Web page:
Initial Publication Date: September 19, 2014

Principles for Good Educational Design

What makes a good educational video?

Before You Begin

Don't jump headlong into a video project; take time at the beginning for a little planning and save yourself time overall. Things to think about:

Set realistic expectations

Viewers are more forgiving of live speakers than of video. To create a short lecture that will be out there in perpetuity requires more perfection than making a classroom presentation.

Think about time

Be sure you have sufficient time to prepare and produce your video. Based on feedback from our developer community, the smallest amount of time required is 30 minutes of work for every 1 minute of final production video. Depending on the quality of video and the effort put into animations, multimedia, and interaction, there is no limit on the maximum time you can put in for a single minute of video. Decide ahead of time how much time you have, and be prepared to produce a video whose quality matches that time. Remember: Editing is endless. You can always revisit and improve your videos, especially as you use them and get student input.

Target your audience

How is your video going to be used? Answer these questions first to ensure your product meets your goals.

  • Who is your target audience?
  • Is it stand alone or part of a series?
  • Will people view it multiple times or just once?

Telling your story

What story are you telling? What topic are you teaching? How will you tell it most effectively? Consider:

Connect to your learning objectives

  • What is the takeaway? What are your learning objectives?
  • How will you relate this content to social and global issues? (Make it matter!)
  • Can you address common questions?

Make your story cohesive, well organized, and accurate

  • If I had more time I would have written a shorter script. The more succinct you want to be, the more planning and effort you have to put in ahead.
  • Use a storyboard to organize and layout all the components of your video: images, video, and audio. (See the Storyboarding pagefor more details.)
  • Be sure the science is as accurate as possible. You will be critiqued by others.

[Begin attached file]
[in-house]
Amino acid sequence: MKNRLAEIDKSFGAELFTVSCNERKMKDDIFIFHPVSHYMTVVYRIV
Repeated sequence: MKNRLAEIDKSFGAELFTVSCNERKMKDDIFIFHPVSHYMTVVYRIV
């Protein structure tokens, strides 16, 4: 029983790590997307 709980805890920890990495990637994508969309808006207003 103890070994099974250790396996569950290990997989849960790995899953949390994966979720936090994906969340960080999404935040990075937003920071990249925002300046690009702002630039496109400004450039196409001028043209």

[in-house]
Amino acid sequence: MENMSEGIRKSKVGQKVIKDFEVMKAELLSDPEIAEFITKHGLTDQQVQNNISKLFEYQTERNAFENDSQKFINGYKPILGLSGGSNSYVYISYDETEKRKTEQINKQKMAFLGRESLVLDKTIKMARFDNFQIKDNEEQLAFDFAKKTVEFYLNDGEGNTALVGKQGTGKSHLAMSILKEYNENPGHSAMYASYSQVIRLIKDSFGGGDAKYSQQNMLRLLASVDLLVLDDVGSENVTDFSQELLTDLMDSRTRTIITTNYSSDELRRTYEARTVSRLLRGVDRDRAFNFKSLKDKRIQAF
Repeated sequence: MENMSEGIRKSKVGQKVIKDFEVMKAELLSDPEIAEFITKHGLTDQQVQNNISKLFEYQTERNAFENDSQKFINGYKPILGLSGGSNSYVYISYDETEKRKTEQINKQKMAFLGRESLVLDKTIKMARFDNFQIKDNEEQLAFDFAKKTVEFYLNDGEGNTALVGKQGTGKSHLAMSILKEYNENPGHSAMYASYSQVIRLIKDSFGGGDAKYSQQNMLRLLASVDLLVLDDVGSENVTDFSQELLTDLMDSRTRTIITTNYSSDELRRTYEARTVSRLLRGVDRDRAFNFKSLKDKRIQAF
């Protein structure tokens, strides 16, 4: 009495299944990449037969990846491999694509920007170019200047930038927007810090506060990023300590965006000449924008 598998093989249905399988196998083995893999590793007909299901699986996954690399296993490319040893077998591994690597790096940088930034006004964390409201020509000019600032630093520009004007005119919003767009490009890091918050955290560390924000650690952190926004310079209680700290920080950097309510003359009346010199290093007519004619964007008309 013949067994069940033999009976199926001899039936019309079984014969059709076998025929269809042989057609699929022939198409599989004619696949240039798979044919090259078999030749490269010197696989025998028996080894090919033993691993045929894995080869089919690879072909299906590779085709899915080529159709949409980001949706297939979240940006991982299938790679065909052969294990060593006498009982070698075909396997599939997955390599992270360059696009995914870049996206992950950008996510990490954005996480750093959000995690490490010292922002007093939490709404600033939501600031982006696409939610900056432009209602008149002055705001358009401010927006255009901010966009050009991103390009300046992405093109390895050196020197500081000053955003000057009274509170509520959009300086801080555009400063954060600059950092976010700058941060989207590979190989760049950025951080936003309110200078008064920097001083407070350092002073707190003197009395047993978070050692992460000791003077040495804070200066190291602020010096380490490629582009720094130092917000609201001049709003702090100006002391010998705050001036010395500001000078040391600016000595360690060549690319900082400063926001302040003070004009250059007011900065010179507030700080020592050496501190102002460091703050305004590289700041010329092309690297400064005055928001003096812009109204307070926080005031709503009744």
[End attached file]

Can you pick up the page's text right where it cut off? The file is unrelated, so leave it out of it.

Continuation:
• Organization and presentation order matter to your audience. Review your script/storyline to ensure your ideas progress in the most effective way.

Make your story engaging

  • The audience likes to experience a personal story, personal connections.
  • The audience likes to experience exotic, hard-to-get-to places.
  • Answer questions usually asked by others about your work or material.
  • Take us to research labs.
  • Take us to field areas and talk to us about the details.
  • Relate your content to global issues, locations, and events.
  • Use humor
  • Consider the perceived credibility of the on-air presenter, and find ways to maximize this credibility.
  • Show. Don't tell.

Make your story accessible

  • Avoid jargon: define and label new words with on-screen text.
  • Avoid cognitive overload: Keep it short and focus modular videos on individual topics.
  • Consider accessibility issues (captioning and color choices -- for more information, visit our Accessibility web page).

Maximize the learning impacts from your video

We recommend that all educational video developers start by reading the following book:

Choosing the components you want in your video:
Consider first the types of video multimedia you want to include and how you plan to incorporate them. The technology you choose will impact the way you tell your story. Good to have these decisions made before finalizing your script and video design.

  • Will you be using static images? Video footage? Animations? Hand-drawn graphics? Real-time drawing (tablet)?
  • How will you be using audio/sound clips? Some possibilities: cues, toenhance attention, background music.
  • Will you be including any live or rehearsed footage? (with scientists, peers, community members, or students)
  • How will you handle multiple learning styles and maximize your variety? Plan to use a combination of images and screen capture and live video footage (like of demos or natural processes) to mix things up for students.
  • What hardware and software do you plan to use? For more details on technology-related issues (hardware and software) including sound and video quality, review our Technology web page.
  • How will you be using copyrighted works? For more information and suggestions, visit our Copyrights web page).

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Additional Resources

Original content for this page was contributed by: Mike Brudzinski, Steve Burian, Geoffrey Cook, Cian Dawson, Kathryn Hoppe, Jenda Johnson, Melissa Lobegeier, Nancy Mahlen, Gigi Richard, Sarah Sherman, Ander Sundell, and Katryn Wiese during the Spring 2014 virtual workshop on Designing and Using Video in Undergraduate Geoscience Education. Our growing community of contributors continues to add to these resources. Please consider joining in.